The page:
Subsequent Events of Investee

Paragraph A3(b) requires the auditor to make inquiries of the investee to identify subsequent events and transactions that could be material to the company's financial statement with respect to events and transactions of the investee occurring after the date of the investee's financial statements but before the date of the company's auditor's report.

Current guidance requires auditors to make inquiries of the investor regarding subsequent events. Information relayed by the investor should include all pertinent information—including a subsequent event of an investee that may have a material impact on the investor’s financial statements. We question the incremental benefit of the auditor making such inquiries of the investee. Furthermore, in situations where the auditor is unable to obtain the necessary information from the investee, it is unclear whether management will be required to facilitate the conversation between the two parties. This can have broader implications such as higher audit costs and delays in the timing of the audit. 

Audit Documentation by Investee Auditor

Proposed paragraph A4(b) requires the auditor to obtain information about the procedures that the investees’ auditor performed and the results thereof, or review the audit documentation of the investees’ auditor. This applies if the investees’ audited financial statements are significant to the valuation of the company’s investment. In practice, this would create problems in situations where auditors are required to obtain certain information from an investee but are unable to gather the appropriate information. It is common for an investor to not have a close relationship with an investee, in which case obtaining such information might be difficult. Requiring management to facilitate that dialogue could be extremely challenging and unreasonably burdensome.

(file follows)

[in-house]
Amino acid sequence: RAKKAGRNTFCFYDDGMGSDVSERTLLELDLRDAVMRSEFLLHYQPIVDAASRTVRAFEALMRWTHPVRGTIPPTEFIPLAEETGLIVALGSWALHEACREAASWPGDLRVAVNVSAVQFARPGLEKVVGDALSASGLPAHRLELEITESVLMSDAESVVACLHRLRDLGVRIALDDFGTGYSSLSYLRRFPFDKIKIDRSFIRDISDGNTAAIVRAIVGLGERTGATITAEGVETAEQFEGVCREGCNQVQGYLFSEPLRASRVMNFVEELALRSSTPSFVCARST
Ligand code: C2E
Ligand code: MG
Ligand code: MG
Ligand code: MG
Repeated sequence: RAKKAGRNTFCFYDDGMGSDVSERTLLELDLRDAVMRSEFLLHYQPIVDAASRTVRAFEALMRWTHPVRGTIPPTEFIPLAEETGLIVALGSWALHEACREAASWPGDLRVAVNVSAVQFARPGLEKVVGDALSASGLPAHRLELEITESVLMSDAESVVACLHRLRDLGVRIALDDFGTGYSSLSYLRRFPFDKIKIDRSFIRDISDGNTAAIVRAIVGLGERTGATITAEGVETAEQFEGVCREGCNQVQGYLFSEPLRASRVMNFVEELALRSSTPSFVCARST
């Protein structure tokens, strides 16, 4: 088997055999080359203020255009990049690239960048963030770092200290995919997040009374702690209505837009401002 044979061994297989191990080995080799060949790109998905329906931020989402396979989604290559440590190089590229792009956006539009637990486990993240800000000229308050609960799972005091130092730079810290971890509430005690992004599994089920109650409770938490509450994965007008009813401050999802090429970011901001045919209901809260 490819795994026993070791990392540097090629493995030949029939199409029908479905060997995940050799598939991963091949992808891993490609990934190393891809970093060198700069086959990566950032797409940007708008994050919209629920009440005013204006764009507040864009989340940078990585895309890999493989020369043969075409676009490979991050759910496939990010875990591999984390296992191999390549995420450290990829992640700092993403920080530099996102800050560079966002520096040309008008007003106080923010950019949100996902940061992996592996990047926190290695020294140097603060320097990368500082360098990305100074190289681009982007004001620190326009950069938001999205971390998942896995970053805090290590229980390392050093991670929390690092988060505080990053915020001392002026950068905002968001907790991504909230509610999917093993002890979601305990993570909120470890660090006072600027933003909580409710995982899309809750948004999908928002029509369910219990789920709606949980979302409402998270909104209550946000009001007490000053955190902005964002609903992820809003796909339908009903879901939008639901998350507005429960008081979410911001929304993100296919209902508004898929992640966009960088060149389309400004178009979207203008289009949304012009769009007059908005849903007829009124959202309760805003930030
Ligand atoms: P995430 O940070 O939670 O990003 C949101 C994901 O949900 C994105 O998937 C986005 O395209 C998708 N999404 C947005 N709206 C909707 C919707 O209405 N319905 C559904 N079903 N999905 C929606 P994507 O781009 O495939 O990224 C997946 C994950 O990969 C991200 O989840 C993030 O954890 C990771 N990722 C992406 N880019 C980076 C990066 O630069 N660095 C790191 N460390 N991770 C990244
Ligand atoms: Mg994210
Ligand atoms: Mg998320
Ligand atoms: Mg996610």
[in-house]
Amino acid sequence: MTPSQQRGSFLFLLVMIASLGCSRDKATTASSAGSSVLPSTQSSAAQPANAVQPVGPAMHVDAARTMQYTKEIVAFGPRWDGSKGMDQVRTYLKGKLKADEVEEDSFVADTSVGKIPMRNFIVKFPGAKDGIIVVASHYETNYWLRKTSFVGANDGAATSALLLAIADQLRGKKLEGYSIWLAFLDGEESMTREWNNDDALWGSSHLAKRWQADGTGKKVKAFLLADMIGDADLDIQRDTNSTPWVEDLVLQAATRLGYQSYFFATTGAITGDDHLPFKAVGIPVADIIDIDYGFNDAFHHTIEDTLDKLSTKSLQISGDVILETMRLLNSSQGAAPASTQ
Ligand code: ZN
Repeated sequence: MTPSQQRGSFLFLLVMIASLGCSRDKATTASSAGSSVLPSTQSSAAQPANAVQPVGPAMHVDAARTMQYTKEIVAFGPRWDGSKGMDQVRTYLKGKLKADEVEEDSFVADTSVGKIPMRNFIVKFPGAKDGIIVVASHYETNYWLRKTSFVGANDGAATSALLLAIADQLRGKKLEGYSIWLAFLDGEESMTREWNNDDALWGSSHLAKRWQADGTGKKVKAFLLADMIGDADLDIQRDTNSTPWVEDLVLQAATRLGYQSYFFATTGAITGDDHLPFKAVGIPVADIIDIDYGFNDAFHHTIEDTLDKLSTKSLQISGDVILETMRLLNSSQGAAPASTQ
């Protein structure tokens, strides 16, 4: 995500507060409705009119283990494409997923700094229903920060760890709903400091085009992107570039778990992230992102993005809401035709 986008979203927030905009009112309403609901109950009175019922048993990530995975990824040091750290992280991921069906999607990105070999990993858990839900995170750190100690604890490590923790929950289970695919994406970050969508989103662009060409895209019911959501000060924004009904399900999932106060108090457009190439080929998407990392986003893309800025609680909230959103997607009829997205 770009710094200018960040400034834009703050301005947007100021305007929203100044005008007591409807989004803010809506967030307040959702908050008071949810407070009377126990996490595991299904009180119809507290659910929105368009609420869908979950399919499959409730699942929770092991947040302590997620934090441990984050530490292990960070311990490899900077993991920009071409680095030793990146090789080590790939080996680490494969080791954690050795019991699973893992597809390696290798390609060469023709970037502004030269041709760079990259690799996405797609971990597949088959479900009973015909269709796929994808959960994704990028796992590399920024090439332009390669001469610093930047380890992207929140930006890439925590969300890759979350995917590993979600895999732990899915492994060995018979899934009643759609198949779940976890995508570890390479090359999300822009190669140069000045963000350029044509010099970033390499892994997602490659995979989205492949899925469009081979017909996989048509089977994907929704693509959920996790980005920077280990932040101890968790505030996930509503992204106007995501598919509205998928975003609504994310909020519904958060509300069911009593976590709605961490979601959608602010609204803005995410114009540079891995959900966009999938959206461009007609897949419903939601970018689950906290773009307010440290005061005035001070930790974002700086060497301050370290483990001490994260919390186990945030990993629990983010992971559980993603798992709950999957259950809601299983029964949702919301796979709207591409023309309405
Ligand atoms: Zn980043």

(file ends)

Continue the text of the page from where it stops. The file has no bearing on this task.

Professional Skepticism

It is important that auditors maintain professional skepticism as a key tenant of auditor behavior. Some stakeholders have noted that the language in the proposal may suggest a higher degree of skepticism than is currently required[1], with some suggesting that the auditor is being instructed to be cynical in their approach to management assertions. These concerns are in reaction to the references to “moral hazard” as justifications given for positions taken in the proposal. We recommend clarification that the standards around professional skepticism and due professional care as outlined in existing PCAOB standards continue to apply and that this proposal is not intended to amend, revise, or expand those standards. 

Conclusion

Based on the foregoing, we recommend the Board amend the proposal in light of cost considerations these changes will introduce to the preparer, with little perceived benefit to users of financial statements. Requiring more auditing around estimates does not mean better estimates will be provided to users of financial statements. We also ask the Board to consider the tone in which this proposal is written and reinforce the notion of a healthy degree of professional skepticism. 

Should you have any questions, we welcome the opportunity to discuss our comments further.

Sincerely,

Mick Homan
Chairman
Committee on Corporate Reporting
Financial Executives International

[1] Refer to AS 1015: Due Professional Care in the Performance of Work